Hogan was listed on the HL Fourth Team.
He had a breakout year as a sophomore and was the only Titan to start all 31 games. He was fifth on the team in scoring with 10.5 points per game, while ranking fourth on the team in rebounding at 4.2 per night.
He also led the team and was second in the Horizon League in field goal percentage hitting 132-of-230 shots for 57.4 percent, good for ninth in school history.
Hogan posted double figures in scoring 19 times on the year with two double-doubles and a 20-point contest. He had 20 points and eight rebounds at home against Oakland. He tallied his double-doubles with 14 points and 10 boards versus Bowling Green and 10 points with 10 rebounds against Milwaukee.
Detroit Mercy has eight newcomers on the squad, the most since the 2008-09 season when then first-year head coach Ray McCallum had 10.
The eight newcomers include one Division I transfer in Kameron Chatman (Michigan), two junior college transfers in DeShawndre Black (Schoolcraft College) and Isaiah Jones (Mt. San Jacinto College) and five true freshmen in Corey Allen (Ypsilanti, Mich./Ypsilanti), Malik Eichler(Berlin, Germany/MacDuffie Prep (MA), Cole Long (Orangeville, Ont./Athletic Institute Basketball Academy), Jacob Joubert (Farmington Hills, Mich./North Farmington) and Ed Carter III (Detroit, Mich./Edison).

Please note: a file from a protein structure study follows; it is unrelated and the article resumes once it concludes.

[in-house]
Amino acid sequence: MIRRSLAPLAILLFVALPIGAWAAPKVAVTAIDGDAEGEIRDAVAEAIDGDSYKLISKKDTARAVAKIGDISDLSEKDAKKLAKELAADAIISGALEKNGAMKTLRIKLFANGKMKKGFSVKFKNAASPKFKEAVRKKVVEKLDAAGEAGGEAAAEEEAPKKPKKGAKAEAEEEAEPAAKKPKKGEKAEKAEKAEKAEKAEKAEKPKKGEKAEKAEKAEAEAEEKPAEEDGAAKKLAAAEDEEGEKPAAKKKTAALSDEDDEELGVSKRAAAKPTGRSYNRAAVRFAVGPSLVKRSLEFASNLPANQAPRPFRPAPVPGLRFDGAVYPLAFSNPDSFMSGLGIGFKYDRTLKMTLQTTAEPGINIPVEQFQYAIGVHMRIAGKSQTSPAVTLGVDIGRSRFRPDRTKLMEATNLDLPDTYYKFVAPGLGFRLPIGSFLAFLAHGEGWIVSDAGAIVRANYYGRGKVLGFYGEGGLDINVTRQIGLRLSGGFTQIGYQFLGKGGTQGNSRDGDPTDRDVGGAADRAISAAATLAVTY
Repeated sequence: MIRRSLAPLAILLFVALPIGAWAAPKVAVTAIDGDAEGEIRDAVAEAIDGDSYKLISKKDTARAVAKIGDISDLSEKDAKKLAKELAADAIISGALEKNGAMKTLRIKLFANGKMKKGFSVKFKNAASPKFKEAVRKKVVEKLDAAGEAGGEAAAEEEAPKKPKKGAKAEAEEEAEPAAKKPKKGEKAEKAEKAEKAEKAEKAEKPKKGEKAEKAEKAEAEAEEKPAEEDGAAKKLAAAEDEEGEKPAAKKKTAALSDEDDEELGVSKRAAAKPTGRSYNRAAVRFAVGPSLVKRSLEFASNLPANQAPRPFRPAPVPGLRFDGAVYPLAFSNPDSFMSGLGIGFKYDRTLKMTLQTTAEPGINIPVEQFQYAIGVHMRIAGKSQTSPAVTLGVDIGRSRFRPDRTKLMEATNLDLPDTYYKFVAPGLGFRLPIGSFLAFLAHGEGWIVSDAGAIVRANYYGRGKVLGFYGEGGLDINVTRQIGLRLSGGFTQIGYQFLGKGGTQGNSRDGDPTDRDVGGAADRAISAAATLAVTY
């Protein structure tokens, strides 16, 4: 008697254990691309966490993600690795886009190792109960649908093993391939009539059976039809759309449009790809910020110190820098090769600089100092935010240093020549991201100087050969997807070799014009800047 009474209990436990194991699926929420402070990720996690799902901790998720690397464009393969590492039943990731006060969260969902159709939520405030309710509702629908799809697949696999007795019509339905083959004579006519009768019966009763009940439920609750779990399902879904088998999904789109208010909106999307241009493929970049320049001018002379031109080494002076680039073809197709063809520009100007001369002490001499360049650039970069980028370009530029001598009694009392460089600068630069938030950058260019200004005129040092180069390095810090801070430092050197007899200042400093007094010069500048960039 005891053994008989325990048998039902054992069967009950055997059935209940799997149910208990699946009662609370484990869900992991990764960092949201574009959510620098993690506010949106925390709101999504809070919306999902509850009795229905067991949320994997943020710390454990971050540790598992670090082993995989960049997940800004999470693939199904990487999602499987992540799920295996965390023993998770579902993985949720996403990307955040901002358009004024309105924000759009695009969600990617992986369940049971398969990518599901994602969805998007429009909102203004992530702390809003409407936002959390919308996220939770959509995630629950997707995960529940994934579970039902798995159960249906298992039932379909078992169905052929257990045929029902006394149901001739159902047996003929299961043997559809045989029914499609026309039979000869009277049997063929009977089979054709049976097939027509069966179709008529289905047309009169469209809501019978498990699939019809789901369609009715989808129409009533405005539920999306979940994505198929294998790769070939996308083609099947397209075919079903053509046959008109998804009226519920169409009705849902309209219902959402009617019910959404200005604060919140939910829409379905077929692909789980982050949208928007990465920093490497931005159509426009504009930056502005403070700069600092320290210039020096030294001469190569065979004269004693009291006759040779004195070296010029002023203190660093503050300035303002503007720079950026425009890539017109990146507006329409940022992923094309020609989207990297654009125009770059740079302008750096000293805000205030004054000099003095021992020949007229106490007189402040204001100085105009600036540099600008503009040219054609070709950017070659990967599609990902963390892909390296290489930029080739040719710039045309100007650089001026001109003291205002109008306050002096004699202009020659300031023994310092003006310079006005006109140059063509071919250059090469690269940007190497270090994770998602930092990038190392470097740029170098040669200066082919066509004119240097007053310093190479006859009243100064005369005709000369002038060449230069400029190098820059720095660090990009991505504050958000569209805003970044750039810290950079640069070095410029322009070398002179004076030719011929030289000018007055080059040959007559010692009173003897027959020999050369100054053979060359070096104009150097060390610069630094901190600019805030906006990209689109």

Freshman Corey Allen has a distinguished career at Ypsilanti High School, including finishing fourth in the Michigan Mr. Basketball voting with 1,597 points as a senior.
He is the first Michigan Mr. Basketball Finalist to sign with the Titans out of high school since Ray McCallum in 2010 and only the ninth Mr. Basketball Finalist to sign with Detroit Mercy straight out of high school.
In his four years, Ypsilanti was 79-15, including 22-2 as a senior, and won its conference in all four seasons. He tallied 23.2 points, 7.8 rebounds and 4.3 assists per game in his final prep year, while shooting 52 percent from the field, 48 percent from behind the arc and 86 percent at the free throw line.
In his career, he totaled over 1,500 points.